An Interview with Featured Artist Linda Laino
by Kristin LaFollette, Mud Season Review Art Editor
I’ve always had the sense in this unpredictable and spontaneous country that I never know what is going to happen when I walk out my door. I have the same feeling when I pick up a paintbrush.”
You mention that, as an artist, you are “a hunter and a thief, chasing shadows, stealing light.” How is this reflected in your work?
This was a poetic attempt to express my artistic process. All artists, I think, train themselves to be aware of the world. Noticing is akin to hunting. But not simply noticing. I consider “hunting” to refer to finding just the right image or color or form that suits the painting or composition. “Chasing shadows and stealing light” reminds me of how fleeting the creative act is. I’ve referred before to the process of making a painting as a series of “little deaths,” meaning there are many paintings contained within the version that is presented to the public as finished.
I’m a huge fan of Dada and Surrealism. How did you become interested in creating Surrealist work? Which artists inspire you?
I find it interesting that many people think of my work as Surrealist since I don’t. Truthfully, I find Surrealism as an art movement to be rather dead or moot. In the early twentieth century, Surrealism was defined by dreams, psychology, and the unconscious, but it came about at a time in art history when to make work with these ideas in mind seemed strange and “unreal” to the viewing public. It was the shock of the new. With the advance of modern art, however, artists are constantly invoking images that defy the “real world.” I don’t consider simply juxtaposing two illogical images together in a painting a cause to call it surreal. I place images together for compositional reasons as well as offering an ambiguous or multi-layered reading. In general, I try to resist the labels.
When I was discovering art as a teenager, the Surrealists were the most intriguing to me at the time and, in early years, I was enamored with the imagery I found there. But I think my paintings (and my interests) have more in common with the expressionists and artists like Schiele, Clemente, and Basquiat and precursors like Bacon and Guston. Currently, I am enamored with Jennifer Packer and Mexican painters Julio Galán and Felipe Baeza. Surrealism was based on the irrational. By that standard, you could include quite a lot of contemporary art! I’m more interested in the distortion of images and ideas from reality, not in painting “automatically” without thought as the Surrealists intended.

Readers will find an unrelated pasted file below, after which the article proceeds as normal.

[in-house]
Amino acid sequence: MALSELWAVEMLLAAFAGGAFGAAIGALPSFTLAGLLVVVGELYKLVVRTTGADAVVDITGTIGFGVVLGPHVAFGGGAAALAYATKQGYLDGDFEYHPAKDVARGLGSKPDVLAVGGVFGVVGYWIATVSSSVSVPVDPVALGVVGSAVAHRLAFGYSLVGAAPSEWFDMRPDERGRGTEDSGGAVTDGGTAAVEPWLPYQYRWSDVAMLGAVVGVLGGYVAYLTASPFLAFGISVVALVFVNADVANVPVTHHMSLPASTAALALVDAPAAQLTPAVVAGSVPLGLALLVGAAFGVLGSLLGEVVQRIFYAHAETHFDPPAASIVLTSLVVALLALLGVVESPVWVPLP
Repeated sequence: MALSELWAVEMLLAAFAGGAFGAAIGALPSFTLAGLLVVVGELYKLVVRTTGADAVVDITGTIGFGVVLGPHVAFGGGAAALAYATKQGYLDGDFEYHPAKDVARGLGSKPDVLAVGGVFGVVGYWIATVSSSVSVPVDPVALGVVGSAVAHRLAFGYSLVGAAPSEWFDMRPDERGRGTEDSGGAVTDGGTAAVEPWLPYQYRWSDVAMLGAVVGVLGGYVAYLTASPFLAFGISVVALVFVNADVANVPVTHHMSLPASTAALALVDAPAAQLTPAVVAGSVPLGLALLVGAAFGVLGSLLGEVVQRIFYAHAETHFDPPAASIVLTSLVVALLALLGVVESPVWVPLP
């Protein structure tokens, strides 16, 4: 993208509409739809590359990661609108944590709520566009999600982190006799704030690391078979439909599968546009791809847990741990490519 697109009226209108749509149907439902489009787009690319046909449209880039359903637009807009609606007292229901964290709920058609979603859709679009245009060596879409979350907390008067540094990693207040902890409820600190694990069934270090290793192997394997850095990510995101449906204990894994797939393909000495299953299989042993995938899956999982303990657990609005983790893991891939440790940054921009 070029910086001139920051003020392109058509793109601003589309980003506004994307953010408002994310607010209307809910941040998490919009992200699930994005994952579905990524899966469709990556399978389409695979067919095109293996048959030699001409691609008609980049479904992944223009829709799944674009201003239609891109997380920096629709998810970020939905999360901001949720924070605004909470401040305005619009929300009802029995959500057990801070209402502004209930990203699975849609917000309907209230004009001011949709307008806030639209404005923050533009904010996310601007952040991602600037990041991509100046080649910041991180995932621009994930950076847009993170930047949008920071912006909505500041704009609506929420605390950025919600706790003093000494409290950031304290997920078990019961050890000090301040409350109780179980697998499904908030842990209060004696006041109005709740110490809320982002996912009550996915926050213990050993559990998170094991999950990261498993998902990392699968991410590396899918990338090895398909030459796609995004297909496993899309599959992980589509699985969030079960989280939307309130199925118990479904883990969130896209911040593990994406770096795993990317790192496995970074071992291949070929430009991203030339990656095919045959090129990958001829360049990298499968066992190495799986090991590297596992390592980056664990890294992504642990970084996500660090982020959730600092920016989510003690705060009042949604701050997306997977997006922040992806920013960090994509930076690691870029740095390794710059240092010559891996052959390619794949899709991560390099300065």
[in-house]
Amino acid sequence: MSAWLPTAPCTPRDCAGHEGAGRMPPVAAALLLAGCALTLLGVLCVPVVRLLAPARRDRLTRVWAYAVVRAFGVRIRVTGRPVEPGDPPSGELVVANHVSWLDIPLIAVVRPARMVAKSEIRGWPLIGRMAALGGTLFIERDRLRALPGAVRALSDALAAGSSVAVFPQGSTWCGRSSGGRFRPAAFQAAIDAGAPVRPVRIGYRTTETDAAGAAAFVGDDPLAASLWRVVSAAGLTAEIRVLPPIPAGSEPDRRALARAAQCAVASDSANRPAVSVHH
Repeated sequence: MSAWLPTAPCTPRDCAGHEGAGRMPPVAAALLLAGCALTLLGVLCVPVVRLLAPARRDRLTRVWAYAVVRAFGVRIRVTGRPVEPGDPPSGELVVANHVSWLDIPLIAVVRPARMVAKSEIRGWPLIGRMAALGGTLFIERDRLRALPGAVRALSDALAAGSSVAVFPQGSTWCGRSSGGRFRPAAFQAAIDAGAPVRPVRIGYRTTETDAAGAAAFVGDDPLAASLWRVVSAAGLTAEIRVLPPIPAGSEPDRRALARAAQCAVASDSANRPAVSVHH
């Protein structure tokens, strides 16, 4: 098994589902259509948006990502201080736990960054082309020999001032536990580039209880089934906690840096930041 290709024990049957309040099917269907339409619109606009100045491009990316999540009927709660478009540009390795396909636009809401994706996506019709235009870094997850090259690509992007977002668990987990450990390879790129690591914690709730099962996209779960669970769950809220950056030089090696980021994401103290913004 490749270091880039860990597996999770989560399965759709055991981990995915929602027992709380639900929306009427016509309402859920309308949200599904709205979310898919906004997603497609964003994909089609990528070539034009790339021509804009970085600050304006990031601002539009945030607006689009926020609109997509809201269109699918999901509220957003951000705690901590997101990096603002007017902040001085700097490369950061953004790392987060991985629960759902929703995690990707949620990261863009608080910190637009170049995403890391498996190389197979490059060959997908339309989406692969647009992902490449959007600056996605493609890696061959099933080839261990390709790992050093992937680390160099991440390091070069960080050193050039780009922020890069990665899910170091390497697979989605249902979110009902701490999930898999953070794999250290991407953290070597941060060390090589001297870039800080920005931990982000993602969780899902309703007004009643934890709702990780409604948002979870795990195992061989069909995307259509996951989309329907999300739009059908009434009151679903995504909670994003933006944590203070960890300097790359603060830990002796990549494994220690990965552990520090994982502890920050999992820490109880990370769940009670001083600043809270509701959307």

Your recent paintings “explore human interaction with various forms of nature in unusual ways.” Is this exploration present in your featured work?
I’ve always relied on nature for imagery and symbolism. The organic forms in biology, whether human, animal, or plant, provide an endless fascination for me. When I returned to the figure in 2020, the forms of nature I had been working with naturally had connections to the body. I pushed that idea with certain paintings like Cocoon and Lightbirds, merging the forms—physically, psychologically, emotionally—into the picture where elements of nature became like foils for the figures. I’m enamored with artist and teacher Peter London’s idea that, as humans, we are nature, and so this connection is a case of “like meeting like.”
All these pieces are described as mixed-media paintings. What materials went into creating the artwork?